2 6 precipitable component of the purified TGRase preparation z T derived from the Mono-Q column, and at levels greater than that 9 S for histones inthe PKC control assay (Fig. 3). Thus, we believe 0 that PKC is directly phosphorylating TGRase and is likely to be E 4 modulating TGRase activity. 0 The direct effect of PKC modulators on TGRase and PKC 90. activities were tested (Fig. 4a and b) TGRase preparations were 0 2 assayed for 3H-guanine incorporation into yeast tRNA in the presence of PKC activators (diolein, phosphatidyl serine and/or I 0n calcium) and inhibitors (50 iM H-7, 25 iM sphingosine and/or 100 nM staurosporine). None ofthese agents affected the TGRase 0 A B C D activity (Fig. 4a). The methylated purine, 7-methylguanine (10 ,uM), a known competitive inhibitor of TGRase demonstrated Figure 2. The recovery of crude TGRase activity with the addition of strong inhibitory effects ans served as the inhibited control for this phosphatase inhibitors to the homogenization buffers. Bar A indicates the assay. However, PKC's activity was reliably and dramatically non-specific binding of 3H-guanine to protein within the sample (no tRNA inhibited by H-7, sphingosine and staurosporine (Fig. 4b). This substrate added). Bar B indicates the residual TGRase activity recovered from inhibition was observed even in the presence of the activators homogenization in buffer with no phosphatase inhibitors. Bars C and D indicate the TGRase activity recovered from homogenization in buffer with 10 AiM diolein, phosphatidyl serine and calcium. The PKC preparations sodium fluoride and 10 jM sodium pyrophosphate, respectively. Five demonstrated no evidence of latent TGRase activity. In TGRase micrograms of protein isolate from the phosphocellulose column step were assays combined with activated PKC, 3H-guanine incorporation used in each assay. was increased as seen before (Fig. 4c). However, inhibitors of PKC appeared to dramatically limit TGRase activity. Thus, the inhibitory effect ofthe PKC antagonists on 3H-guanine incorpor- phate, to the yellow colored p-nitrophenoxide anion (data not ation into tRNA is suggested to be due to an inhibition of a PKC shown). The addition of 10 ,uM phosphatase inhibitors (sodium activation of the TGRase enzyme. fluoride and sodium pyrophosphate) to the homogenization Combined assays were run with TGRase, PKC and alkaline buffer enhanced the recovery of TGRase activity from rat liver phosphatase (Fig. 5). TGRase activity was greatly enhanced by isolates (Fig. 2). This implies that phosphorylation levels are the presence ofPKC and it's activators. This induction ofTGRase important to verall TGRase activity. activity was also decreased by the presence of alkaline phospha- Since PKC has been shown to modulate the rate of queuine tase. Baseline TGRase activity was also decreased by the uptake in cells, we addressed the possibility that PKC was able to presence of alkaline phosphatase. This suggests that during the modulate queuine incorporation activity by regulation ofTGRase isolation procedures there is a basal level of phosphorylation activity as well. In combined TGRase and PKC enzyme assays maintained in the isolated TGRase-active fractions. The results of we observed an increase in the activity of TGRase over that of TGRase activity assays in the presence of kinase and antagonist TGRase controls without PKC (Fig. 1). TGRase was restored to phosphatase verify the phosphorylation-modulation of TGRase. its original activity by exposure to PKC. The PKC preparation 32P-labelled and unlabelled P-Il and Mono-Q TGRase frac- was able to incorporate 32p from [y-32P]ATP into the acid tions were analyzed by SDS-PAGE and autoradiography (Fig. 6). 2496 Nucleic Acids Research, 1995, Vol. 23, No. 13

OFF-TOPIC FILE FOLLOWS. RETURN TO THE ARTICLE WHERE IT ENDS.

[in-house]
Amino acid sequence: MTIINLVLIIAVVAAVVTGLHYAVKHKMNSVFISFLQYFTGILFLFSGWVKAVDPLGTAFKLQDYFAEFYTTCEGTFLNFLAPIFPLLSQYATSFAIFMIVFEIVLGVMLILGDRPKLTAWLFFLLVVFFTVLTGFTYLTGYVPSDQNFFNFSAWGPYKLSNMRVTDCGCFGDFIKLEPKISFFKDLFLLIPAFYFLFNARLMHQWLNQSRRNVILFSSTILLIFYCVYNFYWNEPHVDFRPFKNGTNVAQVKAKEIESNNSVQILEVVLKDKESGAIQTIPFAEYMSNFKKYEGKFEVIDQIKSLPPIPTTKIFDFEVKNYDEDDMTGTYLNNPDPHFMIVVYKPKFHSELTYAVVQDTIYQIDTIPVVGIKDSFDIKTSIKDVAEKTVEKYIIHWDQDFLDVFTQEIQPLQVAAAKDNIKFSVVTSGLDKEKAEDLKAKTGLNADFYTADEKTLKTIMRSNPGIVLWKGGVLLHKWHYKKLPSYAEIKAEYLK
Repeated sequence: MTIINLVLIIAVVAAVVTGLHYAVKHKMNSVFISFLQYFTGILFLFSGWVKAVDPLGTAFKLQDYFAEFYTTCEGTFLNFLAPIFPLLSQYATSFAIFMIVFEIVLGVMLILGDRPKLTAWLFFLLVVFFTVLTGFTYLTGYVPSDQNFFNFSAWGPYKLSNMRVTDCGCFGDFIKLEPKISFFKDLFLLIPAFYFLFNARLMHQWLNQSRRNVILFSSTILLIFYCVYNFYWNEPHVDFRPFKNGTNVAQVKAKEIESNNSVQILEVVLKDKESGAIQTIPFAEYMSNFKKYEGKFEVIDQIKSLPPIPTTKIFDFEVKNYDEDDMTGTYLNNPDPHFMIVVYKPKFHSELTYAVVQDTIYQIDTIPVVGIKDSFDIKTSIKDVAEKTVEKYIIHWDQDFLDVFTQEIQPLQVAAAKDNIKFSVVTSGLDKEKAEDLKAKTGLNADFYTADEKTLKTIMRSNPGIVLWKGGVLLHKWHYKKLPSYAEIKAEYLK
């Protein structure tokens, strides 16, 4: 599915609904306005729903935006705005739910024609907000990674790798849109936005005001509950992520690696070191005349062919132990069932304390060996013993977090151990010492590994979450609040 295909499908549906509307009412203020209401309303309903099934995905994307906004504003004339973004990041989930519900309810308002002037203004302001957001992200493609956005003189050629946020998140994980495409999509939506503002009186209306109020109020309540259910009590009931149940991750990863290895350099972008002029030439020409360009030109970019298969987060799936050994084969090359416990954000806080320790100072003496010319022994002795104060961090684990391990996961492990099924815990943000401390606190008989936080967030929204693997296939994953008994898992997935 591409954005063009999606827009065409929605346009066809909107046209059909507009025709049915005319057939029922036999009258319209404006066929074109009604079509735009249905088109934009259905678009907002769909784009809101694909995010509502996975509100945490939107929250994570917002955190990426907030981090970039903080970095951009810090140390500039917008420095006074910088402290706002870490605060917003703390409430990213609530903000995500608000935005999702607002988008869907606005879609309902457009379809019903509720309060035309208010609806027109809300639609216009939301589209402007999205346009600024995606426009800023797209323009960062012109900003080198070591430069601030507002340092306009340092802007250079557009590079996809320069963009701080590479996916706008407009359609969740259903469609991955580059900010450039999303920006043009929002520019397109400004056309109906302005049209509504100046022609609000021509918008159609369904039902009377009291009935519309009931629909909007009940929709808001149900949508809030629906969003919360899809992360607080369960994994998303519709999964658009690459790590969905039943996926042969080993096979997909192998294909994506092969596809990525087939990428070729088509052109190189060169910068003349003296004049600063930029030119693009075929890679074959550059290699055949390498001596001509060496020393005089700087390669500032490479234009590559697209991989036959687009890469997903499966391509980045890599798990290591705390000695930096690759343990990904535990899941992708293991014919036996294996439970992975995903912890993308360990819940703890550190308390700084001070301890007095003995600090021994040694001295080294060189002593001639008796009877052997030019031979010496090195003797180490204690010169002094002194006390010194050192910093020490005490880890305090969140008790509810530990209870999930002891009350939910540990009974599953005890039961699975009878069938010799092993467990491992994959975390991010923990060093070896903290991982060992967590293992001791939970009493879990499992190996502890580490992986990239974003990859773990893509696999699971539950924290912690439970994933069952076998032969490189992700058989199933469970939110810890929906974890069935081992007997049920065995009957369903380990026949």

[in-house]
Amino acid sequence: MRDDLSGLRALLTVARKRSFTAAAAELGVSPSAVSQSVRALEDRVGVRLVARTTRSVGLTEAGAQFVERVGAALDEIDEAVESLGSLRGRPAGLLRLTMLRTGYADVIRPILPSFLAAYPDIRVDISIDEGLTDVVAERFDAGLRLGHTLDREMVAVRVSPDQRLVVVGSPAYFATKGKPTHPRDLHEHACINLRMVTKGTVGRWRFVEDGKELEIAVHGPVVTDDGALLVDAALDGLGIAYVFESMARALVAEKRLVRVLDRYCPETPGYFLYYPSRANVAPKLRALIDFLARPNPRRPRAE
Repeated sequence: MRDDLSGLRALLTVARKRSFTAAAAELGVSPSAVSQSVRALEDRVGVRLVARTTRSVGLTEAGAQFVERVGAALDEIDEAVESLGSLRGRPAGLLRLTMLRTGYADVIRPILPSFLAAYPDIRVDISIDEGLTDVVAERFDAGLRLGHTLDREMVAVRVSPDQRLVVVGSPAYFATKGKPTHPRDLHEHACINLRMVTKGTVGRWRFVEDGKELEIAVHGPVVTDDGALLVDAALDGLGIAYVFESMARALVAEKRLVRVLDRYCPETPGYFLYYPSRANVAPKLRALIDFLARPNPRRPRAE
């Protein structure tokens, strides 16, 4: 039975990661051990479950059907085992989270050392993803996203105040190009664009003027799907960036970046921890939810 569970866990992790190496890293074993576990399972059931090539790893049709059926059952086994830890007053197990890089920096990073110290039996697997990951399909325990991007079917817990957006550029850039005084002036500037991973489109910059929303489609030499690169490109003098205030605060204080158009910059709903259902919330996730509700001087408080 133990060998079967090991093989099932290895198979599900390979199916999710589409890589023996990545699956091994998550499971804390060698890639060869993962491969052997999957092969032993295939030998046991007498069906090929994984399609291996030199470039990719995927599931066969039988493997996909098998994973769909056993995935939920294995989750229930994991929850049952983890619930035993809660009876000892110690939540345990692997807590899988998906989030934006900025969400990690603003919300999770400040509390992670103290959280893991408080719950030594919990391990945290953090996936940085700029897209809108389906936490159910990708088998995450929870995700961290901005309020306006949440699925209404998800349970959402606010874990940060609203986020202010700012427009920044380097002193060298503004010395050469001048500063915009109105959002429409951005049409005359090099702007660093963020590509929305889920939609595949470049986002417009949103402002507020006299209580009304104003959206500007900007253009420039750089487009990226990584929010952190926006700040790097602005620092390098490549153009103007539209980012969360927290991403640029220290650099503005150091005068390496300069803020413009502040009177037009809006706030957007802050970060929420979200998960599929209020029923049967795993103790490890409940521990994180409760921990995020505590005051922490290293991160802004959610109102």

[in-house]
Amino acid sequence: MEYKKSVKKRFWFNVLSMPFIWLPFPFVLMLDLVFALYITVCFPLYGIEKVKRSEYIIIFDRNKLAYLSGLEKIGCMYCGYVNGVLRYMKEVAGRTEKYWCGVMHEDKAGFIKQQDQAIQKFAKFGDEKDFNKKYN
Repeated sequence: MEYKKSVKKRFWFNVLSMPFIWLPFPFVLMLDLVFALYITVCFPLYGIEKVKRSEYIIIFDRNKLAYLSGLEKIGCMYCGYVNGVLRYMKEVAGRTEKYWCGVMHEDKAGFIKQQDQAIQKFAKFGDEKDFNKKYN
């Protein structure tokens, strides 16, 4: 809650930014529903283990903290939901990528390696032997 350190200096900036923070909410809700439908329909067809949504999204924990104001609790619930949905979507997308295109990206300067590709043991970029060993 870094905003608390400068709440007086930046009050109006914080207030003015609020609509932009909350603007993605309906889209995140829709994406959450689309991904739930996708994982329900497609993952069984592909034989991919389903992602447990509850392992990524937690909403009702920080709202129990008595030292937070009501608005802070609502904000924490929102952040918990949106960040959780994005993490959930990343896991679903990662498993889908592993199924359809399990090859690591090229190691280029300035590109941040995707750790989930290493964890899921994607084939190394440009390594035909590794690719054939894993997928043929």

a b